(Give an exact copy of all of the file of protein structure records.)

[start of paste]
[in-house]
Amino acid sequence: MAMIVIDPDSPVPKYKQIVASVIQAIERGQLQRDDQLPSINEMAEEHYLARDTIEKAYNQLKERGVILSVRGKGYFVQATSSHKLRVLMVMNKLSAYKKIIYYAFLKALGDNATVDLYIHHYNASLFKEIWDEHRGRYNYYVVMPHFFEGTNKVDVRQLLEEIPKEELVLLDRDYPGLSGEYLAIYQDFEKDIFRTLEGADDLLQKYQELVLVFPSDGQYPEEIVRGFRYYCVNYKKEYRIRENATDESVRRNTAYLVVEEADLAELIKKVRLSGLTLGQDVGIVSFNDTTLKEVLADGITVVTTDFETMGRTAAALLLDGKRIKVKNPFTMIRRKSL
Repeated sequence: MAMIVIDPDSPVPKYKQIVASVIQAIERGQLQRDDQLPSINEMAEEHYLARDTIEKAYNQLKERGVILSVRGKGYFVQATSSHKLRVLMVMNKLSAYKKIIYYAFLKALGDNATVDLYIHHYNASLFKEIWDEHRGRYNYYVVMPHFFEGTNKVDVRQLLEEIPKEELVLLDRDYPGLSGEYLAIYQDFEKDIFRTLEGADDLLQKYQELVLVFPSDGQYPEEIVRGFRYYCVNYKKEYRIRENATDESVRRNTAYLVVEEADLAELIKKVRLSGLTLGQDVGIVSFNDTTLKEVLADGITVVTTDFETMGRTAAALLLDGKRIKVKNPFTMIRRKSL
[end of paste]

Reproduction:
[in-house]
Amino acid sequence: MAMIVIDPDSPVPKYKQIVASVIQAIERGQLQRDDQLPSINEMAEEHYLARDTIEKAYNQLKERGVILSVRGKGYFVQATSSHKLRVLMVMNKLSAYKKIIYYAFLKALGDNATVDLYIHHYNASLFKEIWDEHRGRYNYYVVMPHFFEGTNKVDVRQLLEEIPKEELVLLDRDYPGLSGEYLAIYQDFEKDIFRTLEGADDLLQKYQELVLVFPSDGQYPEEIVRGFRYYCVNYKKEYRIRENATDESVRRNTAYLVVEEADLAELIKKVRLSGLTLGQDVGIVSFNDTTLKEVLADGITVVTTDFETMGRTAAALLLDGKRIKVKNPFTMIRRKSL
Repeated sequence: MAMIVIDPDSPVPKYKQIVASVIQAIERGQLQRDDQLPSINEMAEEHYLARDTIEKAYNQLKERGVILSVRGKGYFVQATSSHKLRVLMVMNKLSAYKKIIYYAFLKALGDNATVDLYIHHYNASLFKEIWDEHRGRYNYYVVMPHFFEGTNKVDVRQLLEEIPKEELVLLDRDYPGLSGEYLAIYQDFEKDIFRTLEGADDLLQKYQELVLVFPSDGQYPEEIVRGFRYYCVNYKKEYRIRENATDESVRRNTAYLVVEEADLAELIKKVRLSGLTLGQDVGIVSFNDTTLKEVLADGITVVTTDFETMGRTAAALLLDGKRIKVKNPFTMIRRKSL